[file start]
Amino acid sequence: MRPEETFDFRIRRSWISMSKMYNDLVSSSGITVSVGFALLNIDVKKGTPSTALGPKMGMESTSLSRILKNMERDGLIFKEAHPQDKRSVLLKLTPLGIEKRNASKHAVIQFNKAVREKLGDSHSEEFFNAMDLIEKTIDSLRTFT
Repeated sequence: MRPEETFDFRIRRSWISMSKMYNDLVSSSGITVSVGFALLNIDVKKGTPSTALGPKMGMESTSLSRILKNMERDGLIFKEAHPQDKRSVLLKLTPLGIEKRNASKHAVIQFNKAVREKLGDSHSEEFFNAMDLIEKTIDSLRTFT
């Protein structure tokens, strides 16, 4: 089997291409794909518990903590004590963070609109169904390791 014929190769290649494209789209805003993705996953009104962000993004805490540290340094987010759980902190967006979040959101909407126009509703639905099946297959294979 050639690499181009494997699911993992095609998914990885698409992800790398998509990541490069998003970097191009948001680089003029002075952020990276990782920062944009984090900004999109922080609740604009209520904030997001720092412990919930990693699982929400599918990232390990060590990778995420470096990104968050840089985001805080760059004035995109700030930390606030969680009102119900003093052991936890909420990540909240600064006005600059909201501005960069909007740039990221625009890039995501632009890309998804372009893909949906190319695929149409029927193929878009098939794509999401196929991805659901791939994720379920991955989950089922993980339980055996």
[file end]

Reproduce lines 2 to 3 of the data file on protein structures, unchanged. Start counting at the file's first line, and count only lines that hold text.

Repeated sequence: MRPEETFDFRIRRSWISMSKMYNDLVSSSGITVSVGFALLNIDVKKGTPSTALGPKMGMESTSLSRILKNMERDGLIFKEAHPQDKRSVLLKLTPLGIEKRNASKHAVIQFNKAVREKLGDSHSEEFFNAMDLIEKTIDSLRTFT
């Protein structure tokens, strides 16, 4: 089997291409794909518990903590004590963070609109169904390791 014929190769290649494209789209805003993705996953009104962000993004805490540290340094987010759980902190967006979040959101909407126009509703639905099946297959294979 050639690499181009494997699911993992095609998914990885698409992800790398998509990541490069998003970097191009948001680089003029002075952020990276990782920062944009984090900004999109922080609740604009209520904030997001720092412990919930990693699982929400599918990232390990060590990778995420470096990104968050840089985001805080760059004035995109700030930390606030969680009102119900003093052991936890909420990540909240600064006005600059909201501005960069909007740039990221625009890039995501632009890309998804372009893909949906190319695929149409029927193929878009098939794509999401196929991805659901791939994720379920991955989950089922993980339980055996």